On Tue, Aug 16, 2016 at 05:13:55PM +0200, Dmitry Neverov wrote:

> I wonder why credential helpers are called in the order: system,
> global, local, command-line and not in the reverse order? This make it
> impossible to provide a custom helper and disable default ones via
> command-line parameter. My use-case is to clone a repository in a
> non-interactive environment where a system-level GUI helper is
> configured: clone hangs since system-level helper called first and
> there is no input from the user. Also if a system-level helper sets
> quit=true, then lower-level helpers won't be called at all. Is it by
> design?

I agree that it's not really a sensible order. But reversing them isn't
quite right either. The problem is that the config code just gives the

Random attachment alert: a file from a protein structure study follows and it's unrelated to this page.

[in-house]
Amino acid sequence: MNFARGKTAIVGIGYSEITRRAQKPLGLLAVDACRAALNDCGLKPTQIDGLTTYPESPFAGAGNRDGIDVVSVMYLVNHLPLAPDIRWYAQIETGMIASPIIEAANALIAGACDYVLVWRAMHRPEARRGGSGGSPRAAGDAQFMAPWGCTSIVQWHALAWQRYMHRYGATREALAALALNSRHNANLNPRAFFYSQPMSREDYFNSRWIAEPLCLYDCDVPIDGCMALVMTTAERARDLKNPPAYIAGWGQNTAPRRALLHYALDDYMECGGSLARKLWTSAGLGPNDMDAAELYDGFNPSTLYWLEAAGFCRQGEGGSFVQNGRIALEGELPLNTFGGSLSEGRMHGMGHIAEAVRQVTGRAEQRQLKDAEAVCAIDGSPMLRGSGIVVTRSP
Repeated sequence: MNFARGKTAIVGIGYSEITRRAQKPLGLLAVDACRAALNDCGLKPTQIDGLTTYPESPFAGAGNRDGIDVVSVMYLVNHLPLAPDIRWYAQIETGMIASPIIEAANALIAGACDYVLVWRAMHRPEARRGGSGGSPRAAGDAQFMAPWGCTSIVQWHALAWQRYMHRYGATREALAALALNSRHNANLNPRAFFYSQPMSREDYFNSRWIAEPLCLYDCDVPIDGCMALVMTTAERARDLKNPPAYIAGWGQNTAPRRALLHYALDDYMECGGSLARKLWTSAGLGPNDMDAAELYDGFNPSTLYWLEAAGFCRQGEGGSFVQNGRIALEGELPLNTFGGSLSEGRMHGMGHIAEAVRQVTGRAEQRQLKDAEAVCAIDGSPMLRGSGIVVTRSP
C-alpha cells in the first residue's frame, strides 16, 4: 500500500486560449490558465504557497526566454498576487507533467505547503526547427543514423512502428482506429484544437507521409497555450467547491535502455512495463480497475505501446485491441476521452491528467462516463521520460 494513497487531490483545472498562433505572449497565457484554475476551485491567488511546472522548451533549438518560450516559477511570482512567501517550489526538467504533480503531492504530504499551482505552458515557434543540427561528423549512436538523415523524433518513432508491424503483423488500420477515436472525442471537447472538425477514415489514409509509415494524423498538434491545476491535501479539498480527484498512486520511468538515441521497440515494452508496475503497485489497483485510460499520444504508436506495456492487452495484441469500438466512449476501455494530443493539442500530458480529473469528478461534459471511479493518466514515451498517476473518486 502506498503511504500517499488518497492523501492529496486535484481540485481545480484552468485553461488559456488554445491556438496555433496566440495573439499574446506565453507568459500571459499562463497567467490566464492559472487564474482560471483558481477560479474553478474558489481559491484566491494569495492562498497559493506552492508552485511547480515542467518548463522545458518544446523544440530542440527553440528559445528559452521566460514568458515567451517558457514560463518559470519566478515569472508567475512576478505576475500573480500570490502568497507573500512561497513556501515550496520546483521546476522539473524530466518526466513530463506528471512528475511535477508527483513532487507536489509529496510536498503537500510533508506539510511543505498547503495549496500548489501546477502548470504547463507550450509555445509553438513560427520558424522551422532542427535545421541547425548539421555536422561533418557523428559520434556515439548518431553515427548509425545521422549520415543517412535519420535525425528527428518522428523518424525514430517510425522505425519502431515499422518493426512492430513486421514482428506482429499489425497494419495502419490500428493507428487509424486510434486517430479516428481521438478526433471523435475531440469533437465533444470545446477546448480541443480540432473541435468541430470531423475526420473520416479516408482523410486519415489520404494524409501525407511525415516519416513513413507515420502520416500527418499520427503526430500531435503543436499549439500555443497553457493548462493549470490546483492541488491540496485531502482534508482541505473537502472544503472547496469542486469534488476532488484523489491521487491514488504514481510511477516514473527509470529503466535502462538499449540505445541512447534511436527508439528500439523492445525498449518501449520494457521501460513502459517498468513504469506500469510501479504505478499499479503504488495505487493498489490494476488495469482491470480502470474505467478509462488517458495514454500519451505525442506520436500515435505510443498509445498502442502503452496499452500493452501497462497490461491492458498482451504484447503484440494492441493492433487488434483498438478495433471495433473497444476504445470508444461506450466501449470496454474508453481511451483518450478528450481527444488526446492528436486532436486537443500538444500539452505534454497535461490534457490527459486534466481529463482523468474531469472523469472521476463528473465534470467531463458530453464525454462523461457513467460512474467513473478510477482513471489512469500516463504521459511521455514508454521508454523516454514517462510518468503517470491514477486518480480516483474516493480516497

credential code a sequence of items, with no indication which file they
came from, with what priority, etc.

For config keys with a single value, "last one wins" makes sense; we
just keep overwriting the previous value.

But for lists (like credential.helper, but also other things like
remote.*.fetch), we just build up the list. And we can't tell the
difference between two items next to each in the same file, or two in
different files with differing priorities.

Fixing that would be tricky. But I think for your case (and most similar
cases), you'd be happy to just be able to "reset" the list to empty. As
of git v2.9.0, you can do that, like so:

  helper = "!echo >&2 should not run;:"
  helper =
  helper = "!echo >&2 should run;:"

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